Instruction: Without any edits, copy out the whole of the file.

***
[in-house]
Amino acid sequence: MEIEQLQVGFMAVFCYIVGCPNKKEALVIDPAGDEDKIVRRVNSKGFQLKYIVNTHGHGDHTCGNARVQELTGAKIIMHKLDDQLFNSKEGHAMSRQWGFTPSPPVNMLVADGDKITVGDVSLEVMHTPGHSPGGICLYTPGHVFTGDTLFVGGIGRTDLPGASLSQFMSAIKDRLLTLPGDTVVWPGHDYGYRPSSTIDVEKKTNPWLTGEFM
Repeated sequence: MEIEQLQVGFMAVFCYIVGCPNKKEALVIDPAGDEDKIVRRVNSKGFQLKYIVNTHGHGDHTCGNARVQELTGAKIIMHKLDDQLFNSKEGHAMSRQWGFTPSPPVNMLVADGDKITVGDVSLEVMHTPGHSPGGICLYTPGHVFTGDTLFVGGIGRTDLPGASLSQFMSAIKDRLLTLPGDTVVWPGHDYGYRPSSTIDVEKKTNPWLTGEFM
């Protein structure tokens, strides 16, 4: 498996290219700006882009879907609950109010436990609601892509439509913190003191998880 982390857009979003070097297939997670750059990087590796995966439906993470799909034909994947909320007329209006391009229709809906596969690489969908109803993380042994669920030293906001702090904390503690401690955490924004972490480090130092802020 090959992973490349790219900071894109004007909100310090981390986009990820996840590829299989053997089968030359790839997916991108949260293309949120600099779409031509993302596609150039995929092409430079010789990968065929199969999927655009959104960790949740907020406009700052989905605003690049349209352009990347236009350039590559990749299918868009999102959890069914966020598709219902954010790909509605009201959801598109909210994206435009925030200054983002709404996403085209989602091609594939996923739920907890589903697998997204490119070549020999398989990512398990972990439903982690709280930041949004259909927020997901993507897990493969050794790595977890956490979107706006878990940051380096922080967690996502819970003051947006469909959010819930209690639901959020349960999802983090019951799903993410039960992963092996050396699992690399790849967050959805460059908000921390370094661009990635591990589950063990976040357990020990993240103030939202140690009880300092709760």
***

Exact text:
[in-house]
Amino acid sequence: MEIEQLQVGFMAVFCYIVGCPNKKEALVIDPAGDEDKIVRRVNSKGFQLKYIVNTHGHGDHTCGNARVQELTGAKIIMHKLDDQLFNSKEGHAMSRQWGFTPSPPVNMLVADGDKITVGDVSLEVMHTPGHSPGGICLYTPGHVFTGDTLFVGGIGRTDLPGASLSQFMSAIKDRLLTLPGDTVVWPGHDYGYRPSSTIDVEKKTNPWLTGEFM
Repeated sequence: MEIEQLQVGFMAVFCYIVGCPNKKEALVIDPAGDEDKIVRRVNSKGFQLKYIVNTHGHGDHTCGNARVQELTGAKIIMHKLDDQLFNSKEGHAMSRQWGFTPSPPVNMLVADGDKITVGDVSLEVMHTPGHSPGGICLYTPGHVFTGDTLFVGGIGRTDLPGASLSQFMSAIKDRLLTLPGDTVVWPGHDYGYRPSSTIDVEKKTNPWLTGEFM
């Protein structure tokens, strides 16, 4: 498996290219700006882009879907609950109010436990609601892509439509913190003191998880 982390857009979003070097297939997670750059990087590796995966439906993470799909034909994947909320007329209006391009229709809906596969690489969908109803993380042994669920030293906001702090904390503690401690955490924004972490480090130092802020 090959992973490349790219900071894109004007909100310090981390986009990820996840590829299989053997089968030359790839997916991108949260293309949120600099779409031509993302596609150039995929092409430079010789990968065929199969999927655009959104960790949740907020406009700052989905605003690049349209352009990347236009350039590559990749299918868009999102959890069914966020598709219902954010790909509605009201959801598109909210994206435009925030200054983002709404996403085209989602091609594939996923739920907890589903697998997204490119070549020999398989990512398990972990439903982690709280930041949004259909927020997901993507897990493969050794790595977890956490979107706006878990940051380096922080967690996502819970003051947006469909959010819930209690639901959020349960999802983090019951799903993410039960992963092996050396699992690399790849967050959805460059908000921390370094661009990635591990589950063990976040357990020990993240103030939202140690009880300092709760």